I don’t know what I’m doing though. All I want is to be able to integrate the Flex SDK classes without having to purchase and learn Flex and MXML – I’ve discovered  that this is of course not only possible, but easy – not that you’d know it by looking online.

Here’s a way to do it

1. Download the Flex2 SDK from Adobe Labs

The Flex2 SDK is free! It includes the flex libraries and and the mxmlc compiler you will need to use the command line.

2. Put the Flex2 SDK somewhere sensible

I put mine in ~/Documents/Library/Flex/flex2_sdk_hf1/

3. Open a terminal window

Usually ~/Applications/Utilities/Terminal.app

4. Navigate to your project folder, eg:

cd Documents/Projects/my_flash_project/Development/

5. Run fcsh

Fcsh is the Flex Compiler SHell, a wrapper for MXMLC that makes compiling fast and easy. The simplest way to run this command is use the Finder to navigate to where you put the Flex SDK, find fcsh (in bin/fcsh) and drag and drop this file into your terminal window.

You should now see the following:

Adobe Flex Compiler SHell (fcsh)
Version 2.0.1 build 159086
Copyright (c) 2004-2006 Adobe Systems, Inc. All rights reserved.

(fcsh)

6. Compile your flash app using mxmlc

The syntax to use is:

mxmlc path/to/MainFileForYourApplication.as -sp path/to/source/folder -o relative/path/to/output/filename.swf

eg:

mxmlc src/com/reubenstanton/Main.as -sp src/ -o ../Deployment/main.swf

The output will be something like:

fcsh: Assigned 1 as the compile target id
Loading configuration file /Users/absent/Documents/Library/Flex/flex2_sdk_hf1/frameworks/flex-config.xml
../Deployment/main.swf (82769 bytes)

You see that last line ../Deployment/main.swf? If you navigate to this folder, you should see your swf sitting there! That’s it.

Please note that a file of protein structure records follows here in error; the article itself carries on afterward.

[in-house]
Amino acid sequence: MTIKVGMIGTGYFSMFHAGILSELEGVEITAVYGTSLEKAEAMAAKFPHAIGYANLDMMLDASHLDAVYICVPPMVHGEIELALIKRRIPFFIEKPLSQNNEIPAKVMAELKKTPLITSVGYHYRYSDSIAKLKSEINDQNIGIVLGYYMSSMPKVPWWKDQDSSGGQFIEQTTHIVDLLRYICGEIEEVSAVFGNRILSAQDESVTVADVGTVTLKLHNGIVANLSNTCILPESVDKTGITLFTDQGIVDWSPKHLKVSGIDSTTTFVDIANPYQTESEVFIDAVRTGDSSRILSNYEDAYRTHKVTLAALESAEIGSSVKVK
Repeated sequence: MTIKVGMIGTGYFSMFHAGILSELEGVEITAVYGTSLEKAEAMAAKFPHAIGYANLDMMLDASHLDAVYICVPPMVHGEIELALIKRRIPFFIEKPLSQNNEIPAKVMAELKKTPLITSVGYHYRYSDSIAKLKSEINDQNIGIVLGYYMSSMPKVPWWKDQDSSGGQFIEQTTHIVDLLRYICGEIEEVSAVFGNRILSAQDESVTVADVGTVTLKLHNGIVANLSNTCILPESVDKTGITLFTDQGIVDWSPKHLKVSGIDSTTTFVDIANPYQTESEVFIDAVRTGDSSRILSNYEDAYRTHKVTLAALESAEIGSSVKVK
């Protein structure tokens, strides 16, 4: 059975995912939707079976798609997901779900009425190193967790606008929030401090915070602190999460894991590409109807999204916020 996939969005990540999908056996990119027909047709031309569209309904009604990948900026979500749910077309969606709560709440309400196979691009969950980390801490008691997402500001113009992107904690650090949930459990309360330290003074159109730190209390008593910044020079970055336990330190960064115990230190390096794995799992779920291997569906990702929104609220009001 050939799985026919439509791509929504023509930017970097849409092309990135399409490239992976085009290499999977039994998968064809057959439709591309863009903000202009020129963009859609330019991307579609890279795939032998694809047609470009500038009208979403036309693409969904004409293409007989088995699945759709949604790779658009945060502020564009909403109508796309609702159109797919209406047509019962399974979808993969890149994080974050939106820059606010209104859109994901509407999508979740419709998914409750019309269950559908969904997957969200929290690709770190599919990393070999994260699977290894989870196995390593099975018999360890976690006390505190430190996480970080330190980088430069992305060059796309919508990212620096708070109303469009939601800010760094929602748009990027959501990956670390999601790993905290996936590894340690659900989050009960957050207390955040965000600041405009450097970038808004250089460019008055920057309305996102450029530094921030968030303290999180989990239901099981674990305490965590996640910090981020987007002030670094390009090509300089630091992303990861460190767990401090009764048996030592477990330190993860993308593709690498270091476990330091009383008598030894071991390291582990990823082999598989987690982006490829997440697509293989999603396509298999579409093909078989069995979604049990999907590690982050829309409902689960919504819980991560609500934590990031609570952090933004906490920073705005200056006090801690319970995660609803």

As you see above, fcsh Assigned 1 as the compile target id. This is just a shortcut to the compile command you just wrote – it means next time you want to compile you can just enter mxmlc 1 instead of typing the whole command again.

Now you can use Flex libraries in your flash projects without learning Flex and MXML.

This took me hours to figure out, so I hope it helps some of you out there.

Here are a few resources to help along the way:

WordPress and AS3 integration

UPDATE: The AS3 Library for the WordPress API is now available.

Recently I was searching around for an easy way to build a flash front-end for a WordPress managed website for a friend of mine. I was incredibly surprised to find that there doesn’t seem to be a properly integrated ActionScript library available for  WordPress XML-RPC, or if one is available, Google and the Actionscript community don’t seem to know about it.

So I’ve decided to build one.

I’ve had a little experience building ActionScript API libraries before when I was testing the Artbeat API with AQ – the Artbeat library has its flaws (not the least of which is no documentation of any kind), and I’ve learnt a lot from that experience.

My idea is single library that allows you to easily make all of the WordPress, MovableType, and Metaweblog API calls required to integrate flash with WordPress. I’m using Akeem Phillbert’s xml-rpc as3 library, as a base for the XML-RPC calls.

I’ll be posting my progress here as the library develops.